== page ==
“Stop motion is a very visceral medium, so I always enjoy using it for stories that explore physical intimacy and our relationship to our bodies,” says animator Emily Ann Hoffman when we catch up about her new film Blackheads. Set largely in the apartment of newly single Sofia, the film depicts the fallout of a breakup through intense feelings of loss, vulnerability and self-destructive cycles of grief. “I’m always interested in the connection between mental and physical state, so this character’s relationship to her blackheads became the key to her journey towards self-care,” Emily tells It’s Nice That.
Inspired by personal experiences of processing a break-up and trying to figure out how to reconnect with herself, the film features waxy stop-frame puppets (with drawn facial features layered on top) in a set made from tactile miniature versions of bedding, furniture, even plants. Emily also used stop-motion to depict a pretty graphic instance of Sofia squeezing a spot, which is pretty damn satisfying if you like that kind of thing. “I think you can get away with showing more intimate or gross things like pimples in stop-motion because it’s a fabricated layer removed from reality, but it still packs the punch of a real thing existing in 3D space,” she says.
While Emily chose stop-motion for the points of reality, moments of fantasy, memory or imagination are depicted in a sketchy 2D animation style. Here we see Sofia’s therapist racing drag cars while giving her frankly terrible advice, or Sofia feel the ghost of her former partner move around the apartment. “Those moments are less concrete as they’re scenes pulled from Sofia’s mind,” says Emily. “I wanted that loose, jittery, feel of hand-drawn animation because these scenes themselves are loose.”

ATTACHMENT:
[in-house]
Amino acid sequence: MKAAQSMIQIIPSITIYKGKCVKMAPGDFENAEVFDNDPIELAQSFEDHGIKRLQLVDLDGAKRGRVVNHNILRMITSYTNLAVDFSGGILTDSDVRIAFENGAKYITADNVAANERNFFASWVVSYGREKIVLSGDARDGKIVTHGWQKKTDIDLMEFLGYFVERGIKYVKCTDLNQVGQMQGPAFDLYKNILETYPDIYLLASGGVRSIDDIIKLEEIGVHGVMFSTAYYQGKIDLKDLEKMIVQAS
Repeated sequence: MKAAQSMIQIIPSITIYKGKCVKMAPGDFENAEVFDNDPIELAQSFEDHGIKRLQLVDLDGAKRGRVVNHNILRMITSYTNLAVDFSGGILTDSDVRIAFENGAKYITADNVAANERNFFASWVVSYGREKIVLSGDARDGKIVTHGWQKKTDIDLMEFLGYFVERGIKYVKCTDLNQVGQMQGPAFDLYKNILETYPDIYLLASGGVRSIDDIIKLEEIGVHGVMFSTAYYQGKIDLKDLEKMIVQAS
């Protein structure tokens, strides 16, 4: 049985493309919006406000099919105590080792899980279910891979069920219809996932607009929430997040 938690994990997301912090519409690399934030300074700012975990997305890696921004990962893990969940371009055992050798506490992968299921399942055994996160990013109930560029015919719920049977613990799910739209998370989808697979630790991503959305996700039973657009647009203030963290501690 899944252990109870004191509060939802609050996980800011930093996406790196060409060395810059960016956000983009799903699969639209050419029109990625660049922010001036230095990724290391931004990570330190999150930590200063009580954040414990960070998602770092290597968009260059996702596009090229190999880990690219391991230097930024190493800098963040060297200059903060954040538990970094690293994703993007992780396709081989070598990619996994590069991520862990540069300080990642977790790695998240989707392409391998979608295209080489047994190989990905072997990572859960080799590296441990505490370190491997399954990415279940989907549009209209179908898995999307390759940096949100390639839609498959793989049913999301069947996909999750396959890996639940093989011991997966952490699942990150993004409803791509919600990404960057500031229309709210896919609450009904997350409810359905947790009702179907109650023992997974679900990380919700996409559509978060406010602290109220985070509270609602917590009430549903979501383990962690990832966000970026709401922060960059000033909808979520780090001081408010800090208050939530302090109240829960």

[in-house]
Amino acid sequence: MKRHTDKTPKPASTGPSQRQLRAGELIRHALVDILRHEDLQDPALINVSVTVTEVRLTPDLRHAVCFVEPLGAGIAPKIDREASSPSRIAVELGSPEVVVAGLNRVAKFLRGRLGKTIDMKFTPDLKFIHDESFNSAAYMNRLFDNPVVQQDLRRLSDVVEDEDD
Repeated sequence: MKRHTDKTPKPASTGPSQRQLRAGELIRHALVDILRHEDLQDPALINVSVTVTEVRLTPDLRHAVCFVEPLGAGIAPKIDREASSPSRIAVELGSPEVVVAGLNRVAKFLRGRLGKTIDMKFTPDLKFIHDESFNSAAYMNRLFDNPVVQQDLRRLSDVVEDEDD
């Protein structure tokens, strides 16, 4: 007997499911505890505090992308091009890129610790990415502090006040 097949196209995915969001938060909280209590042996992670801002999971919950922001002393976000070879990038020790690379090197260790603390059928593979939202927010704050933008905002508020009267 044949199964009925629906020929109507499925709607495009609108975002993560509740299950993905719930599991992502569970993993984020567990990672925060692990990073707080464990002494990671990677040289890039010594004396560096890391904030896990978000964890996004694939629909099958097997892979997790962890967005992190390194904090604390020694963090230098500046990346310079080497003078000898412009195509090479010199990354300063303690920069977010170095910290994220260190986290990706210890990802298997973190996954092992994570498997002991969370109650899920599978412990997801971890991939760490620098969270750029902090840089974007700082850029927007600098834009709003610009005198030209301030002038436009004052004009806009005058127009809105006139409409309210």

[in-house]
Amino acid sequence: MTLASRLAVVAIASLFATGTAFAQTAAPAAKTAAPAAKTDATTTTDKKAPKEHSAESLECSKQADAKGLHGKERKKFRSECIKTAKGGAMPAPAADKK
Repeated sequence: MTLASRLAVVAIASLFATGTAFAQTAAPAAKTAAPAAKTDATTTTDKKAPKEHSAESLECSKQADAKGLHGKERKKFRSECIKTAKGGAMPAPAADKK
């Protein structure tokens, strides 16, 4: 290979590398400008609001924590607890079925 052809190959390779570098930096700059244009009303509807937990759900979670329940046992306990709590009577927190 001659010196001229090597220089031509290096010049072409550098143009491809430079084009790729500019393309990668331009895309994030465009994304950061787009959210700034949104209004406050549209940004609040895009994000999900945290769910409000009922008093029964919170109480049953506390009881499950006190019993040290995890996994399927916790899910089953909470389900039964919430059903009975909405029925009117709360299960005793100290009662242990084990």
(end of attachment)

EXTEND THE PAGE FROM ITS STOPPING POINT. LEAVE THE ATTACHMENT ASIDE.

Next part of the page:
Making the film a reality was a group effort, with Emily enlisting fabricators Megan Barbour, Leo Swartz, Brittany Bartley, Jaqueline Arkush and Russell Peborde to make all the tiny props, and Abigail Austin and Marisa Gershenhorn to animate the 2D sections. There’s a level of detail, from functional tissue boxes to ‘Easter eggs’ of the team’s favourite books and films hidden in the background that anchor the emotional storyline in real life. Blackheads is also the first time Emily has used 2D animation in her work, so the project demanded that she switch up her directing process. “My 2D animators were really talented and helped me make my vision a reality, while teaching me new techniques in Photoshop and After Effects,” she explains.
Blackheads is a touching and weirdly comic take on reclaiming your own body after a relationship – even if that means turning your face into a pizza – as well as a feat of model-making skill. It is part of a larger episodic anthology of short films called The Eyeslicer, which has invited more than 70 filmmakers to make short films based on the “dark heart of the contemporary American hellscape”. It will premier at The Eyeslicer’s mini film festival in Brooklyn on 16 September, before making its was around the festival circuit.
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